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Nepalese Notebook: September 25th, 2014

September 25th, 2014Besi Sahar 760m.
You never expect it, but the high mountains soon give way to the low, and the day comes when it is cloudy and humid and easy to forget what is near.  Everything simply disappears without importance, and even if we believe in it, have seen it with our own eyes and accept it wholeheartedly, the lapse is too great, change is too certain, and what was once a thousand year old glacier is now the fountain you drink out of.  Now it is only a busy little Nepalese town where colorful buses pass, where street vendors and shops remind you of the growing indifference of what had once seemed normal, and a fleeting sense of accomplishment gives way to restlessness.  Could we have done more?  Having the trek over is short-lived, and looking back upon the hardships of the trail reminds one of a melancholic sort of comfort that creates new adventures and even more hardships before the time it takes your muscles to recuperate from the previous journey.  Pushing onese…

Nepalese Notebook: September 16th, 2014

September 16th, 2014

Lho 3180m. 


Arrived in the buffer zone of Tibet.  The landscape has gone from jungle to high plateau in the matter of a week.  Aside from all this though, there is something more pervasive, it is as if we have crossed an invisible barrier and now the opposites that seemed so far apart--good and bad, rich and poor, beautiful and ugly, all those things perhaps which define our lives--have been gathered into one original intention, the place where all things start.  Maybe it was that the first breath, the first thought, or the first idea, came down from such high mountains.  It is difficult not to fall in to the feeling that something sacred is at work, but the contradictory nature of all things at this level of altitude, perhaps even at this level of moral judgment, is of far greater importance and exceeds any majority.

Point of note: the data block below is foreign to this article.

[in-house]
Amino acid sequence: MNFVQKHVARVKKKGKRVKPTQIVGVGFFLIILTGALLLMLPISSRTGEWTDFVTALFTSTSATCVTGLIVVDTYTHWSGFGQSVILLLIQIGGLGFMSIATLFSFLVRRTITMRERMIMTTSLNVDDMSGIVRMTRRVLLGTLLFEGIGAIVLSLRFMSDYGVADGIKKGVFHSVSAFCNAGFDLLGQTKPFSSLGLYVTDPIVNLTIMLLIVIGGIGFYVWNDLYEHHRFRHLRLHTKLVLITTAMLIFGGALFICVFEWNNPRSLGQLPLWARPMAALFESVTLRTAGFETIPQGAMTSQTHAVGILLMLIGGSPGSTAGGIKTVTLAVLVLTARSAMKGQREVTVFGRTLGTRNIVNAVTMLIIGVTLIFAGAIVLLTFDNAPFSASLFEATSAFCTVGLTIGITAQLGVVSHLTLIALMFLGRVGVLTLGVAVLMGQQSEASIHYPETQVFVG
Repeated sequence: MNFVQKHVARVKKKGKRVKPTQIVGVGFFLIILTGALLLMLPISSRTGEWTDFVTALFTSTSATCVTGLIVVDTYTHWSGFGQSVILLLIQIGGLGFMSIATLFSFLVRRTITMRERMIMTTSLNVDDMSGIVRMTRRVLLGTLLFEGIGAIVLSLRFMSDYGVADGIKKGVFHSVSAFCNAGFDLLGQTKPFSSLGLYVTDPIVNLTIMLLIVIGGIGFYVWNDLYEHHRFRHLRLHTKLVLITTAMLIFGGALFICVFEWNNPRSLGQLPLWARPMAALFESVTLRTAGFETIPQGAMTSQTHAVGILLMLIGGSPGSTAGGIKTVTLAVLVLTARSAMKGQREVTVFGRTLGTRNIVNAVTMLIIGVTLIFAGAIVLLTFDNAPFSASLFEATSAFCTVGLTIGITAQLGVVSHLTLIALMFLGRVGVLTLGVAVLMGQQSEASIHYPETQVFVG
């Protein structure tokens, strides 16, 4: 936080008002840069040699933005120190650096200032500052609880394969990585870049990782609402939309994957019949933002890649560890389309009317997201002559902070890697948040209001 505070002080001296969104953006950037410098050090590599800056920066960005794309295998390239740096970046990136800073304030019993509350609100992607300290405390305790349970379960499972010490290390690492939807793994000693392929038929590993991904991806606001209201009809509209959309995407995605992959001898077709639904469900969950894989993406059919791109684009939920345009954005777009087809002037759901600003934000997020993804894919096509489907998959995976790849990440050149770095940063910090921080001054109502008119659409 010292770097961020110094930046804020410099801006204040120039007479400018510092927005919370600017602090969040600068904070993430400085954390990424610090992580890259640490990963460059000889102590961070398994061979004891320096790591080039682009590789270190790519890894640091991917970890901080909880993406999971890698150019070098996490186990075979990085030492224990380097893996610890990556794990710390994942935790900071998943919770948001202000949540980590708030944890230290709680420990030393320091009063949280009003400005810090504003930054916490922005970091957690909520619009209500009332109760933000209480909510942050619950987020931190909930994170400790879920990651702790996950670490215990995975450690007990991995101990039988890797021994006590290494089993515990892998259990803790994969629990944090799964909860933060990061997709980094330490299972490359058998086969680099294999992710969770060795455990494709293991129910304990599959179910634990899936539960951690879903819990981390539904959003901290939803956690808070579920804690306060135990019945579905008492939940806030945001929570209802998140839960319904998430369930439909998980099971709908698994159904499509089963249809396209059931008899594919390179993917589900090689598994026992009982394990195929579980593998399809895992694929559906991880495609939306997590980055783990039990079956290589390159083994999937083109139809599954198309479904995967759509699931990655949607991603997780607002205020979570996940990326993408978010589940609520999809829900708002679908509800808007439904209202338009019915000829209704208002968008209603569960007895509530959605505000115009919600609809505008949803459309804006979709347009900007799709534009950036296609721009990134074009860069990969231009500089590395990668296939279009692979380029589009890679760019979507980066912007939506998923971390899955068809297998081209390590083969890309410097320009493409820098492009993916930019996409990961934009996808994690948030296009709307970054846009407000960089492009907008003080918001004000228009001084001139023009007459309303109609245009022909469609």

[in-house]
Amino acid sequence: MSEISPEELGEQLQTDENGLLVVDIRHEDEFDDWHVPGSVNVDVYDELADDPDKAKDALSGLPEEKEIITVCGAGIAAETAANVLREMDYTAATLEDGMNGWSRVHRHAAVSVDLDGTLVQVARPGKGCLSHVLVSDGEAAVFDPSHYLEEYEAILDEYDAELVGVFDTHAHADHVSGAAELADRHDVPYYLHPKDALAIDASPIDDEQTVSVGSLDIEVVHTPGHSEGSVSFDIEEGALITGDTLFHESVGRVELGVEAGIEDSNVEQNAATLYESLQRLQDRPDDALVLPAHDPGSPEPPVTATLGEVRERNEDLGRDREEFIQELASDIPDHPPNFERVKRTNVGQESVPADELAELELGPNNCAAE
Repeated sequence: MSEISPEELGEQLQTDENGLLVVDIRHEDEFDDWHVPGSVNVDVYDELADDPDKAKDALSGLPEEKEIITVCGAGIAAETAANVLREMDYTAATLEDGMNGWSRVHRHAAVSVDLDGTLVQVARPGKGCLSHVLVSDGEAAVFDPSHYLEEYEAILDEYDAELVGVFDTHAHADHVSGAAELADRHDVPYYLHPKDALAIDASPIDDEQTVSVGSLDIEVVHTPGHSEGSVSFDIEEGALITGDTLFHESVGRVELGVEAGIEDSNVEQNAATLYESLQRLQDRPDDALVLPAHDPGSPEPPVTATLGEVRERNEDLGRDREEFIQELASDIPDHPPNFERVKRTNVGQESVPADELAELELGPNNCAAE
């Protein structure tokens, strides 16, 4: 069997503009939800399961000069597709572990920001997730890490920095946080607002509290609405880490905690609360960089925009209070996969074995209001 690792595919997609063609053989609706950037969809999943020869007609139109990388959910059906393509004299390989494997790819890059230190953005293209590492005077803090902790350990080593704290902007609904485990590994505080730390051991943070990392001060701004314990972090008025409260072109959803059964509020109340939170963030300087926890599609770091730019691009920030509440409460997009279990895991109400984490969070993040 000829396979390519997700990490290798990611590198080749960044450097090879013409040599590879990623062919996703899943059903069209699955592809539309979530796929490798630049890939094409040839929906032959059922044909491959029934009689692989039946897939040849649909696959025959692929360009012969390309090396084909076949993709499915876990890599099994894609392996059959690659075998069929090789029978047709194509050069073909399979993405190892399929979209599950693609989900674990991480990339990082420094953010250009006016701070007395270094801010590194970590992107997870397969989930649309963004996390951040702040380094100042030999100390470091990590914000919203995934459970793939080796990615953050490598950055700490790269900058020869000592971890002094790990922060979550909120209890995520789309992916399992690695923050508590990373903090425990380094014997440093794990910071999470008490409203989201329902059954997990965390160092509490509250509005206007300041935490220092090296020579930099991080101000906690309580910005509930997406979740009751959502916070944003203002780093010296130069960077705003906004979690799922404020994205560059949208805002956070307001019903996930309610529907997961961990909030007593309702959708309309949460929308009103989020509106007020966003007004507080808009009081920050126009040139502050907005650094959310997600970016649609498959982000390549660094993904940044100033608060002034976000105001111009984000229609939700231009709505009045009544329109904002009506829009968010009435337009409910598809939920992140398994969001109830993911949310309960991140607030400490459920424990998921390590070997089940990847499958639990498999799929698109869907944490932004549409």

Temples have appeared out of the clouds; people come back from the higher altitudes looking dazed and enter in and out of the tea-houses without cere…

Nepalese Notebook: September 15th, 2014

September 15th, 2014

Namrung 2680m.


We awoke with a view of the Syarang covered in snow, mountains that reach up to 6000m with Tibet just behind them.  Seeing these heights for the first time, our vision seems stunted, not yet ready to take in their massive presence, such that when we think to have found the summit of one of them, we must lift our eyes still further to see the actual spot. We crossed over to the other side of the river this morning, and on our way down we found a pepper-tree that we ate berries from, having a lemony flavor but rather overbearing taste; they are supposedly a remedy against the altitude.  After our ascent on the other side, and passing through a couple Buddhist chortans with impressive rock carvings and paintings, our trail wound along the edges of dangerous cliffs.  Arriving at the end of those, we found a group of merchants with a tarp laid down on the ground and a mound of rice in the middle, each gathering what he needed to mix with his dhal; they sh…